Jewish New Year Greetings

Celebrate Jewish New Year Greetings the jewish new year with our heart touching free Rosh Hashanah greetings
May the new year bring peace, prosperity and a world filled with laughter and love.
Leshana Tova Tekatev v'etachetem - May you be inscribed for a sweet and good year!

Rosh Hashanah 2017 in Israel will begin in the evening of:

Wednesday, 20 September and ends in the evening of Friday, 22 September

Traditional Rosh Hashanah greetings

Shana Tova is the traditional greeting on Rosh Hashanah which in Hebrew means "A Good Year."
Shana Tova Umetukah is Hebrew for "A Good and Sweet Year."
Ketiva ve-chatima tovah is a longer greeting on Rosh Hashanah. The Hebrew translates as "May You Be Written and Sealed for a Good Year."

 Greeting the Jewish New Year at Rosh Hashanah

Jewish New Year Greetings

The Hebrew common greeting on Rosh Hashanah is Shanah Tovah (Hebrew), which translated from Hebrew means "[have] a good year". Often Shanah Tovah Umetukah (Hebrew) meaning "A Good and Sweet Year", is used. In Yiddish the greeting is "a gut yor" ("a good year") or "a gut gebentsht yor" ("a good blessed year"). The formal Sephardic greeting is Tizku Leshanim Rabbot ("may you merit many years"), to which the answer is Ne'imot VeTovot ("pleasant and good ones"). Less formally, people wish each other "many years" in the local language.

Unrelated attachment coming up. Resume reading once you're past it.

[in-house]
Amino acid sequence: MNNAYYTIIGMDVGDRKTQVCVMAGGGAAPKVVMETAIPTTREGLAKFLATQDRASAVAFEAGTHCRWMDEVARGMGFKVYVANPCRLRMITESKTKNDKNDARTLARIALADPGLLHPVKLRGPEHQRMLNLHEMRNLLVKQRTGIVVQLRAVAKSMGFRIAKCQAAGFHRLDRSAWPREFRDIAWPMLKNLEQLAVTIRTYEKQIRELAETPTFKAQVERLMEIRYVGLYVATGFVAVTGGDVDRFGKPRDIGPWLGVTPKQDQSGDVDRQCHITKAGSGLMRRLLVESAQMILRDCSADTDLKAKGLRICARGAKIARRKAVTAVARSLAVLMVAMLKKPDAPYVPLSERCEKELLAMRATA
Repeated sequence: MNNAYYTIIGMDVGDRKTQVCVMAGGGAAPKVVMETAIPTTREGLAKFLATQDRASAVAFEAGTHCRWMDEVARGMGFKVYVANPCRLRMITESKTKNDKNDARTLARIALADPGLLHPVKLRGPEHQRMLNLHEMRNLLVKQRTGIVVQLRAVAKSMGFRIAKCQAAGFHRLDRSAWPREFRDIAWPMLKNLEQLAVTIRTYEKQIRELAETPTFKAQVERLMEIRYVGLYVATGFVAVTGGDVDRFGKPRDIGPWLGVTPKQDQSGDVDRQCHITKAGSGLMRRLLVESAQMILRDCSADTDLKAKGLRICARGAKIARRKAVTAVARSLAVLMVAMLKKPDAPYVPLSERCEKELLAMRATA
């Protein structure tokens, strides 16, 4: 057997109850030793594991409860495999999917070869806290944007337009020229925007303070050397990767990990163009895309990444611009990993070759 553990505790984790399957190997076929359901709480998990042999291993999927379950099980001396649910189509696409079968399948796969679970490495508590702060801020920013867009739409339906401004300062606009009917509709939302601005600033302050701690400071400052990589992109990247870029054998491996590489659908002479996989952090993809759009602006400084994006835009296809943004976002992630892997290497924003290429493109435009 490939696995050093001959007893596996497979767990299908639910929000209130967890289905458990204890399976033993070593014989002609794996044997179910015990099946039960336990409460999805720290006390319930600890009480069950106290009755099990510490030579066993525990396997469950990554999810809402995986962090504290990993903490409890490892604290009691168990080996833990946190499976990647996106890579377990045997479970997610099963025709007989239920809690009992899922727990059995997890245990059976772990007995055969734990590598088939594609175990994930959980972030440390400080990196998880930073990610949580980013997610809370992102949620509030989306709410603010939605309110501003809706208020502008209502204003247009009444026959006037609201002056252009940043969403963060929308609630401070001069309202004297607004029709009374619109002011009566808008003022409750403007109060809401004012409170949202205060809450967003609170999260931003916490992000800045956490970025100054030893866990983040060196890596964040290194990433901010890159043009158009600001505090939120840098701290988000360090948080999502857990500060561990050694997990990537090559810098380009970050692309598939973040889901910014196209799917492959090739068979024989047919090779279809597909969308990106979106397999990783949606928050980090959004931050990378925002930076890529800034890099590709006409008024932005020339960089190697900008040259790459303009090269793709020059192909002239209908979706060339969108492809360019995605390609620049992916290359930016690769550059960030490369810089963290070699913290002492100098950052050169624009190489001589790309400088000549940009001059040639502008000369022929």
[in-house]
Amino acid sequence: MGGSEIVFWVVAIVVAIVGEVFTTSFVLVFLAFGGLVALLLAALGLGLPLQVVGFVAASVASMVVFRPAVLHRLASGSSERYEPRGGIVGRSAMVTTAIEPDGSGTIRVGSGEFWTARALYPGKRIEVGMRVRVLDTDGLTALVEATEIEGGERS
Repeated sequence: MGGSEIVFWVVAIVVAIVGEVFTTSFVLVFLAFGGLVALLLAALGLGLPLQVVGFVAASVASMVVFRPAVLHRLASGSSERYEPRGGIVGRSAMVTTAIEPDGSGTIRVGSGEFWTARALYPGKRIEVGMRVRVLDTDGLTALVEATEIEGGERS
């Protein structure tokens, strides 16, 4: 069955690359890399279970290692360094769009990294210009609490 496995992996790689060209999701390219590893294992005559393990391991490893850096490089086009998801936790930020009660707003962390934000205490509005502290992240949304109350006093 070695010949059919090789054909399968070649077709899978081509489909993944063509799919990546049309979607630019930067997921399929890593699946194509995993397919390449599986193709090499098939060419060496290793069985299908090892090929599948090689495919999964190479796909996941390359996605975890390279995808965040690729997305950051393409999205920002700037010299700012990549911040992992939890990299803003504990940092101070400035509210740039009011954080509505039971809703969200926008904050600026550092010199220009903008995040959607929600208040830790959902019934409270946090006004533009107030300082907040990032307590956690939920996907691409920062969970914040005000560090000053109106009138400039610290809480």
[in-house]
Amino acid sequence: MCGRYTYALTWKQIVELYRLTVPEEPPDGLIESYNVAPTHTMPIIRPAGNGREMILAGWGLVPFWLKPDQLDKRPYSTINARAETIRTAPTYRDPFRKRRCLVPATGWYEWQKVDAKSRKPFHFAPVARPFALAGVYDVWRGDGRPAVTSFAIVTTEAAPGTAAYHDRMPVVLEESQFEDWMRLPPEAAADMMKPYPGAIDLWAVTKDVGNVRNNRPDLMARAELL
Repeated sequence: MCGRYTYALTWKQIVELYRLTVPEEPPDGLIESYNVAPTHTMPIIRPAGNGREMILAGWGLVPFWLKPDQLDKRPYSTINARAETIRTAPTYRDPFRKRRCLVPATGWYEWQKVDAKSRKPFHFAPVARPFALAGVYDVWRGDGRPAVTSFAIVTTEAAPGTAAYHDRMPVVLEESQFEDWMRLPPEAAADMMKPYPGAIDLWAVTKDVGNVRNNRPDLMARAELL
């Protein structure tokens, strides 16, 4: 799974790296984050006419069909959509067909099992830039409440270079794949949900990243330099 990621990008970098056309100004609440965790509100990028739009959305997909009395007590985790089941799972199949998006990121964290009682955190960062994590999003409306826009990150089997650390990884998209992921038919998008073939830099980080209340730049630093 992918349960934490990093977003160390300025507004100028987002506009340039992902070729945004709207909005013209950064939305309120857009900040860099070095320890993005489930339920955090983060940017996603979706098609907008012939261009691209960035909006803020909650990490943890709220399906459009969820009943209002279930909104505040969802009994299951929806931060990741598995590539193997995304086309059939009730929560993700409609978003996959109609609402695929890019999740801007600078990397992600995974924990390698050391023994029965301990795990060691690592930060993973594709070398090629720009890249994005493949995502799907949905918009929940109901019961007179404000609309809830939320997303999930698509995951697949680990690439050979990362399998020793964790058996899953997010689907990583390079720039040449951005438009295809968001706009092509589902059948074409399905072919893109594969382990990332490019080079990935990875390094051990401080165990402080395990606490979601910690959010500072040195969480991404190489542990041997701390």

A more formal greeting commonly used among religiously observant Jews is Ketivah VaChatimah Tovah (Hebrew‎‎) which translates as "A good inscription and sealing [in the Book of Life]", or L'shanah tovah tikatevu v'tichatemu meaning "May you be inscribed and sealed for a good year". After Rosh Hashanah ends, the greeting is changed to G’mar chatimah tovah (Hebrew‎‎) meaning "A good final sealing", until Yom Kippur. After Yom Kippur is over, until Hoshana Rabbah, as Sukkot ends, the greeting is Gmar Tov (Hebrew‎‎) "a good conclusion".

The above describes three stages as the spiritual order of the month of Tishrei unfolds: On Rosh Hashanah Jewish tradition maintains that God opens the books of judgment of creation and all mankind starting from each individual person, so that what is decreed is first written in those books, hence the emphasis on the "ketivah" ("writing"). The judgment is then pending and prayers and repentance are required. Then on Yom Kippur, the judgment is "sealed" or confirmed (i.e. by the Heavenly Court), hence the emphasis is on the word "chatimah" ("sealed"). But the Heavenly verdict is still not final because there is still an additional hope that until Sukkot concludes God will deliver a final, merciful judgment, hence the use of "gmar" ("end") that is "tov" ("good").